History of the museum

The history of the museum began in 1997 with the transfer of a selection of sculptures and archaeological artifacts from the Capitoline Museums, which were undergoing major renovations at the time, to the power plant, which had not been in operation for several years.

In order not to take the works away from the public, the Capitoline Cultural Heritage Superintendency organized a large exhibition at the Centrale Montemartini, a place that, because of its large spaces, in which some of the giant industrial machinery was still located, was suitable for experimenting with new museographic solutions.

A few years earlier Acea had carried out the reconversion of the historic plant, restoring the machines and adapting the factory's spaces for museum purposes. The Capitoline Museums curated the archaeological exhibition.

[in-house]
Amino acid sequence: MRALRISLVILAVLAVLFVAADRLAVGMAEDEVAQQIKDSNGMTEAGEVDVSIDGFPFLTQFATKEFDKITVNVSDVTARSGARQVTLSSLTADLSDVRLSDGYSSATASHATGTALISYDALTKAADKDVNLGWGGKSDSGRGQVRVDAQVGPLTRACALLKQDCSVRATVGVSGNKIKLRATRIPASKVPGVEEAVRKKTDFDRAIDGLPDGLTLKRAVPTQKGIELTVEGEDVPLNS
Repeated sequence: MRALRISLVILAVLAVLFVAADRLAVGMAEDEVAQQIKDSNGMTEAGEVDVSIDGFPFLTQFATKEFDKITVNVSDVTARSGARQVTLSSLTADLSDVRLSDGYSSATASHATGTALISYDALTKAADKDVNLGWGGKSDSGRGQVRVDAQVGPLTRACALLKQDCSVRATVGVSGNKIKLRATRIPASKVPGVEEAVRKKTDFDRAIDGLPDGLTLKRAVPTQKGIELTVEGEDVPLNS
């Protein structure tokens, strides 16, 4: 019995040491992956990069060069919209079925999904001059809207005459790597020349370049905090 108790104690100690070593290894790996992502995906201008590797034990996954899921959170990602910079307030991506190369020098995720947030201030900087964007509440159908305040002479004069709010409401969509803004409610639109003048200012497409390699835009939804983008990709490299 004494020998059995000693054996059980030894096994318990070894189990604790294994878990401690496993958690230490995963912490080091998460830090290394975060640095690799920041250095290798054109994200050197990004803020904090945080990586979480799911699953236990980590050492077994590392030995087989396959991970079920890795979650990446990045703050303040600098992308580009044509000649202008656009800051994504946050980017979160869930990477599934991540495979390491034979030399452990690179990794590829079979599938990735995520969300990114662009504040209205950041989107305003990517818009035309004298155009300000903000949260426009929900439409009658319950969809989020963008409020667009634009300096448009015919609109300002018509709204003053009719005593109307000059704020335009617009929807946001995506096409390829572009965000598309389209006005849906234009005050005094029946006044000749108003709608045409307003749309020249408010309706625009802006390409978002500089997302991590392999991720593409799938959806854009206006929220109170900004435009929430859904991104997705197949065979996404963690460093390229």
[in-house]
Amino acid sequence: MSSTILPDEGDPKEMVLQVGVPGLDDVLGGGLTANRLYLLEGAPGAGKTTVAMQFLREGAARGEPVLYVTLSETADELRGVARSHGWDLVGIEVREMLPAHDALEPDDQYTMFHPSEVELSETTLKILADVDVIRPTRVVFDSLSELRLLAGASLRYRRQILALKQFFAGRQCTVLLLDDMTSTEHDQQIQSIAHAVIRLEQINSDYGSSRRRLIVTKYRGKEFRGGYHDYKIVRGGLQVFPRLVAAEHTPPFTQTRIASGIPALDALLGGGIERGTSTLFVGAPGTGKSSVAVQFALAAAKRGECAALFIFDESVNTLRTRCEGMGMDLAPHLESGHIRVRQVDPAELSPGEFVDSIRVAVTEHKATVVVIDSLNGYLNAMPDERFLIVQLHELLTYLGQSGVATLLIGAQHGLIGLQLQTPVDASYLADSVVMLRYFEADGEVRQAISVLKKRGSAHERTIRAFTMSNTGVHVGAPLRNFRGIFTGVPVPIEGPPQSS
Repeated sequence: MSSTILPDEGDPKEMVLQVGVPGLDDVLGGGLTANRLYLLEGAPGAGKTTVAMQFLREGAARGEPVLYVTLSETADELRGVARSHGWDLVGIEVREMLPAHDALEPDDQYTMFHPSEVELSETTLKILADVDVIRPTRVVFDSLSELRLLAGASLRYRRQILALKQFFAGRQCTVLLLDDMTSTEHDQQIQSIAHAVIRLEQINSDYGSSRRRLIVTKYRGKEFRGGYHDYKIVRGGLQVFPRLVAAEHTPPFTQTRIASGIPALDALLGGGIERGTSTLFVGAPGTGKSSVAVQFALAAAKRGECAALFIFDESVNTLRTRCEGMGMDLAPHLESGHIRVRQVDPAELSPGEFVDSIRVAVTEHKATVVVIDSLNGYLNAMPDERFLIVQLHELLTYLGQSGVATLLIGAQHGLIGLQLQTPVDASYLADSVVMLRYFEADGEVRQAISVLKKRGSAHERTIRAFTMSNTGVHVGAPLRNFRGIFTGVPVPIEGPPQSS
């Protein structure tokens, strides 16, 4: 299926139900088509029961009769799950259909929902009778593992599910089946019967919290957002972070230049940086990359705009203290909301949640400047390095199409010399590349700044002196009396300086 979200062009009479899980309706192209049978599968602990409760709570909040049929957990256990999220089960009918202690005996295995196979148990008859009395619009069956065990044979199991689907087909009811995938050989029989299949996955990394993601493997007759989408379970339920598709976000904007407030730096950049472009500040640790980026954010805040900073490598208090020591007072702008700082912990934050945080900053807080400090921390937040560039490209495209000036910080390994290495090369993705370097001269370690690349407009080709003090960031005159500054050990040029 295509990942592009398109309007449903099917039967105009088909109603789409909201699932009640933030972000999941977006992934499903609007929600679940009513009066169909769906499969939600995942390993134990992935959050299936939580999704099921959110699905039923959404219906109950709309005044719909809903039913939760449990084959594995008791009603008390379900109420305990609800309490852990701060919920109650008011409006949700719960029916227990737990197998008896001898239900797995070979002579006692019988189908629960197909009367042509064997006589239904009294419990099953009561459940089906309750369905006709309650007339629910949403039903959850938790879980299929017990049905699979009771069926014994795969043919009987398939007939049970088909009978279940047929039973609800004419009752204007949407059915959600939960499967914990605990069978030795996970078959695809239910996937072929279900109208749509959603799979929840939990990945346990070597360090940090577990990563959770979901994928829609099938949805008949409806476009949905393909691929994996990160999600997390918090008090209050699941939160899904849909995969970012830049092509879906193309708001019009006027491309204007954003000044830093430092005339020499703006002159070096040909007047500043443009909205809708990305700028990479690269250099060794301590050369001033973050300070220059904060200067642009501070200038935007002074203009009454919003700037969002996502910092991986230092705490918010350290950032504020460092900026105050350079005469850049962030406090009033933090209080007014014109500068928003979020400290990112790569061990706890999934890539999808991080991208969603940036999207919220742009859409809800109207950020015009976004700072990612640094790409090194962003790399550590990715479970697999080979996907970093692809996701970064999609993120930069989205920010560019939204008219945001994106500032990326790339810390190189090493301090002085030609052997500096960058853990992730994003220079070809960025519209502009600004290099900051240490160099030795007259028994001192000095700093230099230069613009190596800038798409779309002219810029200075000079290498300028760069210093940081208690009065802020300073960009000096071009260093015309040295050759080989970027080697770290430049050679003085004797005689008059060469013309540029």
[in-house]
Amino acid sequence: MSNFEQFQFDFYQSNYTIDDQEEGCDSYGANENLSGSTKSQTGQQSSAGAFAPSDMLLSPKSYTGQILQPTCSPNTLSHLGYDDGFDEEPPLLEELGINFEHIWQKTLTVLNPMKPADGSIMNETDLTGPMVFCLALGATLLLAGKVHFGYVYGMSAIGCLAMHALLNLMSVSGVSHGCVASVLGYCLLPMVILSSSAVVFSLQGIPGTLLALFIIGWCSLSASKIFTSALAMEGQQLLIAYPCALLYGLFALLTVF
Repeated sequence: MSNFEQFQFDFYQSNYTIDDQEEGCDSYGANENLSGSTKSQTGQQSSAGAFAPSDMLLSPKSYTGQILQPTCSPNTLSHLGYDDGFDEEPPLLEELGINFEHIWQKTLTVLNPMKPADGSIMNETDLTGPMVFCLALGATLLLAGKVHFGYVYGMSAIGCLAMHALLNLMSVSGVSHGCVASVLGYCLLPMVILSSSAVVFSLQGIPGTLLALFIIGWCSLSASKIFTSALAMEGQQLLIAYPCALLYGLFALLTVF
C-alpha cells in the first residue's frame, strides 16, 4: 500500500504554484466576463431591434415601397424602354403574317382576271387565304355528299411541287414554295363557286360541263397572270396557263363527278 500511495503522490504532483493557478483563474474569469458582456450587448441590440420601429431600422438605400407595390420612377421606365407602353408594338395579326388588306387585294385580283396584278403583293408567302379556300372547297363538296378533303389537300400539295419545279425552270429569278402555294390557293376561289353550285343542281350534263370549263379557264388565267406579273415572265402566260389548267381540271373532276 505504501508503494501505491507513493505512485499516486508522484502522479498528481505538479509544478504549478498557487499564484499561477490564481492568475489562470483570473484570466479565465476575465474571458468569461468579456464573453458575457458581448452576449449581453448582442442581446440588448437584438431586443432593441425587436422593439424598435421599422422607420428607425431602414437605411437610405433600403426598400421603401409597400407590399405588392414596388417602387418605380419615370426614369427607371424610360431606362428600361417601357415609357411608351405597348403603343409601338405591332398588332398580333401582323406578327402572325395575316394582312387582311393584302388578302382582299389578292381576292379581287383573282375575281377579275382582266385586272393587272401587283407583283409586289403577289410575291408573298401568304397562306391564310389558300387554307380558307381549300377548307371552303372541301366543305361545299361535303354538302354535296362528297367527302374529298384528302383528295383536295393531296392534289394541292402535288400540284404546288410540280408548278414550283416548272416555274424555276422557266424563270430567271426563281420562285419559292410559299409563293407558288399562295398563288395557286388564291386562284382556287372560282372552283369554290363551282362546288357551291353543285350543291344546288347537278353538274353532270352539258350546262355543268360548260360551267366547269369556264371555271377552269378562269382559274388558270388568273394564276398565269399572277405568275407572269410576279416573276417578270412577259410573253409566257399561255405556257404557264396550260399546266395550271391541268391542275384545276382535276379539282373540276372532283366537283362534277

The exhibition, "The Machines and the Gods," was opened to the public in October 1997 with a bold layout that for the first time juxtaposed two diametrically opposed worlds, archaeology and industrial archaeology, creating a real game of contrasts.

The interest of the public and insiders solidified the validity of the new exhibition space, so much so that it went from being a temporary experiment to becoming a permanent museum in 2001.

Since then, the Centrale Montemartini has been enriched with new spaces and new archaeological exhibits, displaying many works that had remained hidden in storage over the years.

In November 2016, following some renovations, the museum was expanded with the opening of a new hall, where the precious carriages of the Train of Pius IX are displayed.